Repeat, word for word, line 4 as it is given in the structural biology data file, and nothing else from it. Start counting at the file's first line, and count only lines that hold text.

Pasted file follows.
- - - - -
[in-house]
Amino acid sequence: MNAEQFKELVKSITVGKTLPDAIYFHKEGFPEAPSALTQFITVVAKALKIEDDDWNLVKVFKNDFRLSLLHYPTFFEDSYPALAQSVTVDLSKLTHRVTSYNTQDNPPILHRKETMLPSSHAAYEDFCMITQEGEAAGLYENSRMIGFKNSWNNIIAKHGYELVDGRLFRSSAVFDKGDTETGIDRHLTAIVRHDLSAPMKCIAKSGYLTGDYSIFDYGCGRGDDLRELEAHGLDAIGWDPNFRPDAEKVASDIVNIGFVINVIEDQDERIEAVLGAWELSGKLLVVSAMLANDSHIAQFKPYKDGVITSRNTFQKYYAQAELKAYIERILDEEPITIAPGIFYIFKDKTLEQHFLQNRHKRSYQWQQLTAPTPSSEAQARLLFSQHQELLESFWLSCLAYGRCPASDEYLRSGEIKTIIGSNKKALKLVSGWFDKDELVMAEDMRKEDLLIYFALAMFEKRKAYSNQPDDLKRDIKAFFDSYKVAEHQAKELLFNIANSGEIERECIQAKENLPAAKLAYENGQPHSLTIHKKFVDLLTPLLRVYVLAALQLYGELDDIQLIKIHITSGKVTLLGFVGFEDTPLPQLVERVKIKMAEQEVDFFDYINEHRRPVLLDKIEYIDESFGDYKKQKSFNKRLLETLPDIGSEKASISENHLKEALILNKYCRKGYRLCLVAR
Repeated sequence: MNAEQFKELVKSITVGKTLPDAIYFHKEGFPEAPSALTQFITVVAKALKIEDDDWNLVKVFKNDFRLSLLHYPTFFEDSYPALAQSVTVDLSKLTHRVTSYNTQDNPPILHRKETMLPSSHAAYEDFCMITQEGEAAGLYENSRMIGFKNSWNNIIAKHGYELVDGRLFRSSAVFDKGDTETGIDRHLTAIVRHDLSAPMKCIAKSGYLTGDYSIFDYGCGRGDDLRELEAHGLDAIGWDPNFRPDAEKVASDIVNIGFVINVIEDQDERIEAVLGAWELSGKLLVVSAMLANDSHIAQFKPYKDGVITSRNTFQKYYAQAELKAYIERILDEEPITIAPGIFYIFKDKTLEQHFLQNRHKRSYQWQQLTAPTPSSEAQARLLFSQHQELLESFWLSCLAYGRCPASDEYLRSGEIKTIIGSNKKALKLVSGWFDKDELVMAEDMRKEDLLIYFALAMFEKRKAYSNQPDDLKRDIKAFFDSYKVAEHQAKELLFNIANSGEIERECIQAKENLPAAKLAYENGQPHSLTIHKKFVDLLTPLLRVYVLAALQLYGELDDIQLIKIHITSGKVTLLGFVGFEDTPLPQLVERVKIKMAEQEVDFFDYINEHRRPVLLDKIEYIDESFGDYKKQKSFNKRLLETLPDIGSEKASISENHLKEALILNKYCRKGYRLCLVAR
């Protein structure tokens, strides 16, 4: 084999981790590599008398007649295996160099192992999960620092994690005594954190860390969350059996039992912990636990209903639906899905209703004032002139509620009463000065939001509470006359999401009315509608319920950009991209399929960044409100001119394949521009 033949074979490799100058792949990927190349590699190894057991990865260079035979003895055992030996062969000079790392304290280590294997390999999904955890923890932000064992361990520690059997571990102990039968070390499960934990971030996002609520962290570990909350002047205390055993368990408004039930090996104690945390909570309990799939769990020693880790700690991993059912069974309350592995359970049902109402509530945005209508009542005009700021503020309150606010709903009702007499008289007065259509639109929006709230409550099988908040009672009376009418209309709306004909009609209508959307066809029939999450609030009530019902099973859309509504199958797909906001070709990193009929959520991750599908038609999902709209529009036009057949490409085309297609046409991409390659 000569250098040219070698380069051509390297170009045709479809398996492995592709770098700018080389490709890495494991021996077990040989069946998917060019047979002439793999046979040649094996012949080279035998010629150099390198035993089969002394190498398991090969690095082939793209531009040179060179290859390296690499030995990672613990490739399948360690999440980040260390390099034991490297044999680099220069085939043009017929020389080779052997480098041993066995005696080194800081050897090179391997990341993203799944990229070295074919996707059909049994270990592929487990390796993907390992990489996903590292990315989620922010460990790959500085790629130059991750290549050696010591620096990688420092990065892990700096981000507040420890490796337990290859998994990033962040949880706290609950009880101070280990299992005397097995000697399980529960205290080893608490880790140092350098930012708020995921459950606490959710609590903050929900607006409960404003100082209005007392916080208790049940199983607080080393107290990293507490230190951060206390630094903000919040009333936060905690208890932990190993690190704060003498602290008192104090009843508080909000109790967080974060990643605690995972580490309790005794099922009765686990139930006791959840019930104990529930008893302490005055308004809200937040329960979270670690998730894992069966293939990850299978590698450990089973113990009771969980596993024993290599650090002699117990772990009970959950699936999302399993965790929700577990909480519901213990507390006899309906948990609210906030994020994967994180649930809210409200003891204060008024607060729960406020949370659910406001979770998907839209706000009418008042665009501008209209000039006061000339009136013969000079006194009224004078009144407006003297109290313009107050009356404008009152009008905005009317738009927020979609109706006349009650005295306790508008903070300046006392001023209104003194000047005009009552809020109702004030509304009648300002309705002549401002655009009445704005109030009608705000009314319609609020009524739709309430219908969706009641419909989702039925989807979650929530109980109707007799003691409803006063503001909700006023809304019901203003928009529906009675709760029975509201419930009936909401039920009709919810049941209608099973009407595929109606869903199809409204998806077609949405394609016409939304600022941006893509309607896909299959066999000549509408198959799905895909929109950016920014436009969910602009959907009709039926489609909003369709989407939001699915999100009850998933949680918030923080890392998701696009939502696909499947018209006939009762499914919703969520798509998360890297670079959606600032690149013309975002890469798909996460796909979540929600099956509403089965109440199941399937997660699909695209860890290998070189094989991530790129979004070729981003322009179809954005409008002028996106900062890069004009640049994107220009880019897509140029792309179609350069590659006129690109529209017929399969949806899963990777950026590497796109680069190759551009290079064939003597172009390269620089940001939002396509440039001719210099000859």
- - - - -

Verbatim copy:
């Protein structure tokens, strides 16, 4: 084999981790590599008398007649295996160099192992999960620092994690005594954190860390969350059996039992912990636990209903639906899905209703004032002139509620009463000065939001509470006359999401009315509608319920950009991209399929960044409100001119394949521009 033949074979490799100058792949990927190349590699190894057991990865260079035979003895055992030996062969000079790392304290280590294997390999999904955890923890932000064992361990520690059997571990102990039968070390499960934990971030996002609520962290570990909350002047205390055993368990408004039930090996104690945390909570309990799939769990020693880790700690991993059912069974309350592995359970049902109402509530945005209508009542005009700021503020309150606010709903009702007499008289007065259509639109929006709230409550099988908040009672009376009418209309709306004909009609209508959307066809029939999450609030009530019902099973859309509504199958797909906001070709990193009929959520991750599908038609999902709209529009036009057949490409085309297609046409991409390659 000569250098040219070698380069051509390297170009045709479809398996492995592709770098700018080389490709890495494991021996077990040989069946998917060019047979002439793999046979040649094996012949080279035998010629150099390198035993089969002394190498398991090969690095082939793209531009040179060179290859390296690499030995990672613990490739399948360690999440980040260390390099034991490297044999680099220069085939043009017929020389080779052997480098041993066995005696080194800081050897090179391997990341993203799944990229070295074919996707059909049994270990592929487990390796993907390992990489996903590292990315989620922010460990790959500085790629130059991750290549050696010591620096990688420092990065892990700096981000507040420890490796337990290859998994990033962040949880706290609950009880101070280990299992005397097995000697399980529960205290080893608490880790140092350098930012708020995921459950606490959710609590903050929900607006409960404003100082209005007392916080208790049940199983607080080393107290990293507490230190951060206390630094903000919040009333936060905690208890932990190993690190704060003498602290008192104090009843508080909000109790967080974060990643605690995972580490309790005794099922009765686990139930006791959840019930104990529930008893302490005055308004809200937040329960979270670690998730894992069966293939990850299978590698450990089973113990009771969980596993024993290599650090002699117990772990009970959950699936999302399993965790929700577990909480519901213990507390006899309906948990609210906030994020994967994180649930809210409200003891204060008024607060729960406020949370659910406001979770998907839209706000009418008042665009501008209209000039006061000339009136013969000079006194009224004078009144407006003297109290313009107050009356404008009152009008905005009317738009927020979609109706006349009650005295306790508008903070300046006392001023209104003194000047005009009552809020109702004030509304009648300002309705002549401002655009009445704005109030009608705000009314319609609020009524739709309430219908969706009641419909989702039925989807979650929530109980109707007799003691409803006063503001909700006023809304019901203003928009529906009675709760029975509201419930009936909401039920009709919810049941209608099973009407595929109606869903199809409204998806077609949405394609016409939304600022941006893509309607896909299959066999000549509408198959799905895909929109950016920014436009969910602009959907009709039926489609909003369709989407939001699915999100009850998933949680918030923080890392998701696009939502696909499947018209006939009762499914919703969520798509998360890297670079959606600032690149013309975002890469798909996460796909979540929600099956509403089965109440199941399937997660699909695209860890290998070189094989991530790129979004070729981003322009179809954005409008002028996106900062890069004009640049994107220009880019897509140029792309179609350069590659006129690109529209017929399969949806899963990777950026590497796109680069190759551009290079064939003597172009390269620089940001939002396509440039001719210099000859």